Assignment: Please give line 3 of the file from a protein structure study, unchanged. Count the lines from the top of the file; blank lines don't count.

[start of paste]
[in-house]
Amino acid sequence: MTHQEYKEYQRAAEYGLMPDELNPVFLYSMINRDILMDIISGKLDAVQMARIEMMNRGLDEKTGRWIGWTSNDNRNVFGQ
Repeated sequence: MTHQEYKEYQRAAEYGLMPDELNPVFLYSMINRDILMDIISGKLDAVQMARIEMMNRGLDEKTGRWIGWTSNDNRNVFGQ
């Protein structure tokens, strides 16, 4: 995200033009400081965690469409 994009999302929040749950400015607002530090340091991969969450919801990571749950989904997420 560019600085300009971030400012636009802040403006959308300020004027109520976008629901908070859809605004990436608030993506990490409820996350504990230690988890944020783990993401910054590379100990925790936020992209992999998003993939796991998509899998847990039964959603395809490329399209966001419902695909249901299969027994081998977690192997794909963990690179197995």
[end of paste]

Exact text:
Repeated sequence: MTHQEYKEYQRAAEYGLMPDELNPVFLYSMINRDILMDIISGKLDAVQMARIEMMNRGLDEKTGRWIGWTSNDNRNVFGQ